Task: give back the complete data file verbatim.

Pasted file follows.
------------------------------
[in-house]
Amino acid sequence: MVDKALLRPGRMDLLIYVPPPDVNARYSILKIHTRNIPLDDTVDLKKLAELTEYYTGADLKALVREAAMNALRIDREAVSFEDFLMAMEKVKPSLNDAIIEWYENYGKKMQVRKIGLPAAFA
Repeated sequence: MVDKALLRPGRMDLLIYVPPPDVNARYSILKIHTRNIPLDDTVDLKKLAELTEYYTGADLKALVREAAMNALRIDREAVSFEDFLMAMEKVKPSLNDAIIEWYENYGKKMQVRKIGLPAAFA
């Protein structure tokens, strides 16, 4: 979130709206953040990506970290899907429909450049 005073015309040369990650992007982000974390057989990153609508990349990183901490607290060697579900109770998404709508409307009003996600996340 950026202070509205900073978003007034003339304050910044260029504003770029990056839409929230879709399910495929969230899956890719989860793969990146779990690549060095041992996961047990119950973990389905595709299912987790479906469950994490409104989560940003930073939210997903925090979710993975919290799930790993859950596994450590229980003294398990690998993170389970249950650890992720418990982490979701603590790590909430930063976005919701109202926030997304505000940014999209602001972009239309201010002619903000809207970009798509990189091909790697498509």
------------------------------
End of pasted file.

[in-house]
Amino acid sequence: MVDKALLRPGRMDLLIYVPPPDVNARYSILKIHTRNIPLDDTVDLKKLAELTEYYTGADLKALVREAAMNALRIDREAVSFEDFLMAMEKVKPSLNDAIIEWYENYGKKMQVRKIGLPAAFA
Repeated sequence: MVDKALLRPGRMDLLIYVPPPDVNARYSILKIHTRNIPLDDTVDLKKLAELTEYYTGADLKALVREAAMNALRIDREAVSFEDFLMAMEKVKPSLNDAIIEWYENYGKKMQVRKIGLPAAFA
């Protein structure tokens, strides 16, 4: 979130709206953040990506970290899907429909450049 005073015309040369990650992007982000974390057989990153609508990349990183901490607290060697579900109770998404709508409307009003996600996340 950026202070509205900073978003007034003339304050910044260029504003770029990056839409929230879709399910495929969230899956890719989860793969990146779990690549060095041992996961047990119950973990389905595709299912987790479906469950994490409104989560940003930073939210997903925090979710993975919290799930790993859950596994450590229980003294398990690998993170389970249950650890992720418990982490979701603590790590909430930063976005919701109202926030997304505000940014999209602001972009239309201010002619903000809207970009798509990189091909790697498509």